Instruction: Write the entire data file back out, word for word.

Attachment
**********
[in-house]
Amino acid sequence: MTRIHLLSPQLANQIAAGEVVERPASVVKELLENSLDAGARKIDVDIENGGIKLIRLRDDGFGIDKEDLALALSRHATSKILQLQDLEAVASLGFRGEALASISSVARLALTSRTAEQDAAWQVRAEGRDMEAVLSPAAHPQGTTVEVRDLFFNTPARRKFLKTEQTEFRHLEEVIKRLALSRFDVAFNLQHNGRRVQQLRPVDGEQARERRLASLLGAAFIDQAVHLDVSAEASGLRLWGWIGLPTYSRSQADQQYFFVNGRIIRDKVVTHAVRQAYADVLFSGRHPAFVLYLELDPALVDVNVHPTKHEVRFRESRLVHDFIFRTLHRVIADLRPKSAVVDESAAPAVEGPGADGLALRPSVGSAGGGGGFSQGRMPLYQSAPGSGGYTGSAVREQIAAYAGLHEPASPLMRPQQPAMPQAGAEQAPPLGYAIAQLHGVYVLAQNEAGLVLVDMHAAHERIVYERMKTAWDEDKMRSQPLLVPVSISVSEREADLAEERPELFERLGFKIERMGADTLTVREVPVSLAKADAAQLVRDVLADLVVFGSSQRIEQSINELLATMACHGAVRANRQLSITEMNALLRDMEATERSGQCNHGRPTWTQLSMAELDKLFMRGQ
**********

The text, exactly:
[in-house]
Amino acid sequence: MTRIHLLSPQLANQIAAGEVVERPASVVKELLENSLDAGARKIDVDIENGGIKLIRLRDDGFGIDKEDLALALSRHATSKILQLQDLEAVASLGFRGEALASISSVARLALTSRTAEQDAAWQVRAEGRDMEAVLSPAAHPQGTTVEVRDLFFNTPARRKFLKTEQTEFRHLEEVIKRLALSRFDVAFNLQHNGRRVQQLRPVDGEQARERRLASLLGAAFIDQAVHLDVSAEASGLRLWGWIGLPTYSRSQADQQYFFVNGRIIRDKVVTHAVRQAYADVLFSGRHPAFVLYLELDPALVDVNVHPTKHEVRFRESRLVHDFIFRTLHRVIADLRPKSAVVDESAAPAVEGPGADGLALRPSVGSAGGGGGFSQGRMPLYQSAPGSGGYTGSAVREQIAAYAGLHEPASPLMRPQQPAMPQAGAEQAPPLGYAIAQLHGVYVLAQNEAGLVLVDMHAAHERIVYERMKTAWDEDKMRSQPLLVPVSISVSEREADLAEERPELFERLGFKIERMGADTLTVREVPVSLAKADAAQLVRDVLADLVVFGSSQRIEQSINELLATMACHGAVRANRQLSITEMNALLRDMEATERSGQCNHGRPTWTQLSMAELDKLFMRGQ